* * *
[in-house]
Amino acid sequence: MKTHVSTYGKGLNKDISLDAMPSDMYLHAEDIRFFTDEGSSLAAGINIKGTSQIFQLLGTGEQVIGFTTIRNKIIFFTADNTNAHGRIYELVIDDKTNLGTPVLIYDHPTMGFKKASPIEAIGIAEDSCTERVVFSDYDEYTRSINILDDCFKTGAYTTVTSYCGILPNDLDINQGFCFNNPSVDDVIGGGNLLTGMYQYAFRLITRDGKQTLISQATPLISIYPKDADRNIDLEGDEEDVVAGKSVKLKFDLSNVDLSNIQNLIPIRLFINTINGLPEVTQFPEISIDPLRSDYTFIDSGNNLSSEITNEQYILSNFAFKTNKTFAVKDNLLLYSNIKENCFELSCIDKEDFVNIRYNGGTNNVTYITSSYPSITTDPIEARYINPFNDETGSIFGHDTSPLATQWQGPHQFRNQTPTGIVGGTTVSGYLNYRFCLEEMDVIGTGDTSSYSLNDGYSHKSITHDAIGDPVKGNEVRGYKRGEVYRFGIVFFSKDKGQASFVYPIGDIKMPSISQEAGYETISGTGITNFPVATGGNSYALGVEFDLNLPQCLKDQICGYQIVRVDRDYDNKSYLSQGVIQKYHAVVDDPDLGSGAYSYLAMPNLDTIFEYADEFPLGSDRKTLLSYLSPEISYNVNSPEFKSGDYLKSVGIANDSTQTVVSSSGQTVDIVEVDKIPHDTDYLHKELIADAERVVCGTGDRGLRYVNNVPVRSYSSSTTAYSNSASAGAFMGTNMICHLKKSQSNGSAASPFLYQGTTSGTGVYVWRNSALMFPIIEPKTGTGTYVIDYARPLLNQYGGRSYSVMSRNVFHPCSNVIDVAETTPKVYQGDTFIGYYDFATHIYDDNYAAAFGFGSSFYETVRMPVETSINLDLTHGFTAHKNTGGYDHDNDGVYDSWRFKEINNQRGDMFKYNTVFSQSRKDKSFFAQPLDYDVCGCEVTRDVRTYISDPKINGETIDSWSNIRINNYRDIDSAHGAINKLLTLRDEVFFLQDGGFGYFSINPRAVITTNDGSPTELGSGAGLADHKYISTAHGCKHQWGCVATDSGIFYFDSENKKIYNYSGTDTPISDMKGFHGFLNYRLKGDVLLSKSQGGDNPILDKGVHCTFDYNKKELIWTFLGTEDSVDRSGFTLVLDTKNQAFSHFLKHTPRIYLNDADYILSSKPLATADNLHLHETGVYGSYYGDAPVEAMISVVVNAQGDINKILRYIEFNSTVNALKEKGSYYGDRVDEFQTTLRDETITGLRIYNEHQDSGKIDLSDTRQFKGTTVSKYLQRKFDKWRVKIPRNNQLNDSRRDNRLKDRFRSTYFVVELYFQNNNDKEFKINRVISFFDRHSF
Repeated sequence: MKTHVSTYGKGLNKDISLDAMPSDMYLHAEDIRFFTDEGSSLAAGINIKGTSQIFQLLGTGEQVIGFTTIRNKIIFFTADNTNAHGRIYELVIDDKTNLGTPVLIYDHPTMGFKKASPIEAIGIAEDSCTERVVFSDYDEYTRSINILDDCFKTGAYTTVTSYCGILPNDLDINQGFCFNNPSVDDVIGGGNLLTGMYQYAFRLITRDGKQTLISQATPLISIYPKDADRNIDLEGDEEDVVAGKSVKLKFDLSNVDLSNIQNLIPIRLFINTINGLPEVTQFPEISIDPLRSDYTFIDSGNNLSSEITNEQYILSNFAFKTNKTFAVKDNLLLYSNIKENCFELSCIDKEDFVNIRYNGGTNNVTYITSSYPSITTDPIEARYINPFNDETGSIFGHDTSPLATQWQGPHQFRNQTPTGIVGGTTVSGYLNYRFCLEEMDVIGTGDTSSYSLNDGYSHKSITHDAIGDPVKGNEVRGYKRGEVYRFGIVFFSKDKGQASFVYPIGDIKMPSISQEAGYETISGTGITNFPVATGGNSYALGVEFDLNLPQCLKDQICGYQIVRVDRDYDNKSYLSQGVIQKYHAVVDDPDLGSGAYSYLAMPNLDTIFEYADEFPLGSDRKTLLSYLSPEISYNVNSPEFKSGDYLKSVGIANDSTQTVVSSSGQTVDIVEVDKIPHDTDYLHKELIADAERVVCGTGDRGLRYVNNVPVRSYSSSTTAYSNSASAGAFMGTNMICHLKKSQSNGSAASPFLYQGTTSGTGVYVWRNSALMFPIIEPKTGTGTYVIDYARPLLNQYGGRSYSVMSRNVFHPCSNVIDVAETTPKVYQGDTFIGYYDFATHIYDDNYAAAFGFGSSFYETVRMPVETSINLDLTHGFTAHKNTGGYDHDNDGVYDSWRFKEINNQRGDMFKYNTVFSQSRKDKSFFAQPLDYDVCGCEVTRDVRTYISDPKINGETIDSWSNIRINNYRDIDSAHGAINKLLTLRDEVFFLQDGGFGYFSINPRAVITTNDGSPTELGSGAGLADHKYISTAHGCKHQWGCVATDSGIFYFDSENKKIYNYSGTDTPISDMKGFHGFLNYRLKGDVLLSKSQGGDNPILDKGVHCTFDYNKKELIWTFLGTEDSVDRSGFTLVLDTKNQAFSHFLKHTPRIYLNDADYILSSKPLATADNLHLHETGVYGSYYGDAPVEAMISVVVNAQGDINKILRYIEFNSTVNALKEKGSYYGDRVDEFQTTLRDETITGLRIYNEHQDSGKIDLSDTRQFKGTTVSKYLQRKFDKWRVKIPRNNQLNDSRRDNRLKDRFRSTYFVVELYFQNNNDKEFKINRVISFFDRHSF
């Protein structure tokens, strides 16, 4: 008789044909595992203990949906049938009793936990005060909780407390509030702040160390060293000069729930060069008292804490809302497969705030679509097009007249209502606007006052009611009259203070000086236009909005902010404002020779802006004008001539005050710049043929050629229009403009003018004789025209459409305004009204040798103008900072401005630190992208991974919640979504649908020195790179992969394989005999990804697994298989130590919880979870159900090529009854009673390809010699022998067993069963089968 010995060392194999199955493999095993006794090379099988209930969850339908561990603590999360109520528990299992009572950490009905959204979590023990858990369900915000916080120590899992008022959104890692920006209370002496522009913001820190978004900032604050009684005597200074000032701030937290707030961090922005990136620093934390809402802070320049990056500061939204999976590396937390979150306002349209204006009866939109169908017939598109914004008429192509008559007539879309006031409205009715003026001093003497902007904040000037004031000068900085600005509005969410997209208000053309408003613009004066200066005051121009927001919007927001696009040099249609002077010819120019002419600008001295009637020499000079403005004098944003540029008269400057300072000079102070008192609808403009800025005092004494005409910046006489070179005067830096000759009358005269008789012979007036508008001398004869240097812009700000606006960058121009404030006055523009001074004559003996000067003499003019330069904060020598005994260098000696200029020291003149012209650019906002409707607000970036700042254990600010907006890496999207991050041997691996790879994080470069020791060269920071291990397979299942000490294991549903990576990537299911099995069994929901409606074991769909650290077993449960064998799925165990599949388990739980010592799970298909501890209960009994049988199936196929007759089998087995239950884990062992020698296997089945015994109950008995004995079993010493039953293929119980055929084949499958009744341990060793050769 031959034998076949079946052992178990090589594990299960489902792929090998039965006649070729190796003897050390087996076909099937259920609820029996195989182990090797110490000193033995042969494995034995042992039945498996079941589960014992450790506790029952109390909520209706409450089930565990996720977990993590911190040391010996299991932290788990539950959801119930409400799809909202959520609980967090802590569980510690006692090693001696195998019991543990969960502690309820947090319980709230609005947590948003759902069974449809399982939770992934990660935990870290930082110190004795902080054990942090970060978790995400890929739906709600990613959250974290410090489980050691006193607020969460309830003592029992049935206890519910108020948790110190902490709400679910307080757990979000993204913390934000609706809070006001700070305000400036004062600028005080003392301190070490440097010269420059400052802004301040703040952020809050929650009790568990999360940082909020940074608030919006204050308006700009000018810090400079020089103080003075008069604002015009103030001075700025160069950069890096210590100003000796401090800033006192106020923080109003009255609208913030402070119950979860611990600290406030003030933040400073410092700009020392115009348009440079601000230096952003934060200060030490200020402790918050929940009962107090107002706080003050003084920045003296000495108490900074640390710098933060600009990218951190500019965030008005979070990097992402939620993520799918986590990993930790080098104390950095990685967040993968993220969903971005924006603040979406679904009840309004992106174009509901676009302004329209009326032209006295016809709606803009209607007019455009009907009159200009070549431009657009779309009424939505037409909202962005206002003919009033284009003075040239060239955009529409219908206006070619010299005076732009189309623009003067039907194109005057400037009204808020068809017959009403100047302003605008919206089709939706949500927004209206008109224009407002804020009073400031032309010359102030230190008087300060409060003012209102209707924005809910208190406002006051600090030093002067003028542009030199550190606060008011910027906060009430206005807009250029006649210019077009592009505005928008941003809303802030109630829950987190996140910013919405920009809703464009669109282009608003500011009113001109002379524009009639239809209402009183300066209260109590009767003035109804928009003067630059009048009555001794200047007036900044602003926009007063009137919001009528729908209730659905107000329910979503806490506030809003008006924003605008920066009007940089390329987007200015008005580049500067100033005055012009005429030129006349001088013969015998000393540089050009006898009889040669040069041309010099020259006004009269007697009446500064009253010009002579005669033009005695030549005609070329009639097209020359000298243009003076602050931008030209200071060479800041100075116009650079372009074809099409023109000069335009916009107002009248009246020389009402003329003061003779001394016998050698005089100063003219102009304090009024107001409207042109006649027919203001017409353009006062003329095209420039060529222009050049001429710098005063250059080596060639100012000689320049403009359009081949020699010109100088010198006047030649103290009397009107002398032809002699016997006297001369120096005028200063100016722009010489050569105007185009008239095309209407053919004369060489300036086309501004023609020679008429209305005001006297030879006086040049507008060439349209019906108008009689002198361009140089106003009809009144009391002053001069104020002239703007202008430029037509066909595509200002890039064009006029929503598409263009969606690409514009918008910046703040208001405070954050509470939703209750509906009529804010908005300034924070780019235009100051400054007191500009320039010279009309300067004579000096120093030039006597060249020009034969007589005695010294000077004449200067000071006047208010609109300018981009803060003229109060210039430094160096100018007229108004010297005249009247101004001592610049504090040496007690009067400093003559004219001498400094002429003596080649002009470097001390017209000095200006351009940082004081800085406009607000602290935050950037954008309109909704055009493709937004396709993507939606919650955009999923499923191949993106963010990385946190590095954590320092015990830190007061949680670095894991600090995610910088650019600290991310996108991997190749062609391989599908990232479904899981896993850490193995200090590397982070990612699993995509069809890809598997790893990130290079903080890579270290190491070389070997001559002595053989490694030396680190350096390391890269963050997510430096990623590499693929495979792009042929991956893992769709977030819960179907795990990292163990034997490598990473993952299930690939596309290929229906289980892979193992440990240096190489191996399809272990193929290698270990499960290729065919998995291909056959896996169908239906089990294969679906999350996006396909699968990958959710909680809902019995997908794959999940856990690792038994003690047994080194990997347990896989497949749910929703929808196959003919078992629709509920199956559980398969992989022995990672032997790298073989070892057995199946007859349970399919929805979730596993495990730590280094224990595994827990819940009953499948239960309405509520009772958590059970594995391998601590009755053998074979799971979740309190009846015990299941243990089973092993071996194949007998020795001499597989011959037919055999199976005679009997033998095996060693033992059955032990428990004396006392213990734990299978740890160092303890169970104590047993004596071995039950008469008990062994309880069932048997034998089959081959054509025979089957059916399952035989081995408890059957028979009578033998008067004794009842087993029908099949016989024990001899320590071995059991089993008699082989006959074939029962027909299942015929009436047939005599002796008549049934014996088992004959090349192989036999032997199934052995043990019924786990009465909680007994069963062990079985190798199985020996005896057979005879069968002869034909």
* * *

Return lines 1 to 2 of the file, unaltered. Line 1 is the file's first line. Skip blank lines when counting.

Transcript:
[in-house]
Amino acid sequence: MKTHVSTYGKGLNKDISLDAMPSDMYLHAEDIRFFTDEGSSLAAGINIKGTSQIFQLLGTGEQVIGFTTIRNKIIFFTADNTNAHGRIYELVIDDKTNLGTPVLIYDHPTMGFKKASPIEAIGIAEDSCTERVVFSDYDEYTRSINILDDCFKTGAYTTVTSYCGILPNDLDINQGFCFNNPSVDDVIGGGNLLTGMYQYAFRLITRDGKQTLISQATPLISIYPKDADRNIDLEGDEEDVVAGKSVKLKFDLSNVDLSNIQNLIPIRLFINTINGLPEVTQFPEISIDPLRSDYTFIDSGNNLSSEITNEQYILSNFAFKTNKTFAVKDNLLLYSNIKENCFELSCIDKEDFVNIRYNGGTNNVTYITSSYPSITTDPIEARYINPFNDETGSIFGHDTSPLATQWQGPHQFRNQTPTGIVGGTTVSGYLNYRFCLEEMDVIGTGDTSSYSLNDGYSHKSITHDAIGDPVKGNEVRGYKRGEVYRFGIVFFSKDKGQASFVYPIGDIKMPSISQEAGYETISGTGITNFPVATGGNSYALGVEFDLNLPQCLKDQICGYQIVRVDRDYDNKSYLSQGVIQKYHAVVDDPDLGSGAYSYLAMPNLDTIFEYADEFPLGSDRKTLLSYLSPEISYNVNSPEFKSGDYLKSVGIANDSTQTVVSSSGQTVDIVEVDKIPHDTDYLHKELIADAERVVCGTGDRGLRYVNNVPVRSYSSSTTAYSNSASAGAFMGTNMICHLKKSQSNGSAASPFLYQGTTSGTGVYVWRNSALMFPIIEPKTGTGTYVIDYARPLLNQYGGRSYSVMSRNVFHPCSNVIDVAETTPKVYQGDTFIGYYDFATHIYDDNYAAAFGFGSSFYETVRMPVETSINLDLTHGFTAHKNTGGYDHDNDGVYDSWRFKEINNQRGDMFKYNTVFSQSRKDKSFFAQPLDYDVCGCEVTRDVRTYISDPKINGETIDSWSNIRINNYRDIDSAHGAINKLLTLRDEVFFLQDGGFGYFSINPRAVITTNDGSPTELGSGAGLADHKYISTAHGCKHQWGCVATDSGIFYFDSENKKIYNYSGTDTPISDMKGFHGFLNYRLKGDVLLSKSQGGDNPILDKGVHCTFDYNKKELIWTFLGTEDSVDRSGFTLVLDTKNQAFSHFLKHTPRIYLNDADYILSSKPLATADNLHLHETGVYGSYYGDAPVEAMISVVVNAQGDINKILRYIEFNSTVNALKEKGSYYGDRVDEFQTTLRDETITGLRIYNEHQDSGKIDLSDTRQFKGTTVSKYLQRKFDKWRVKIPRNNQLNDSRRDNRLKDRFRSTYFVVELYFQNNNDKEFKINRVISFFDRHSF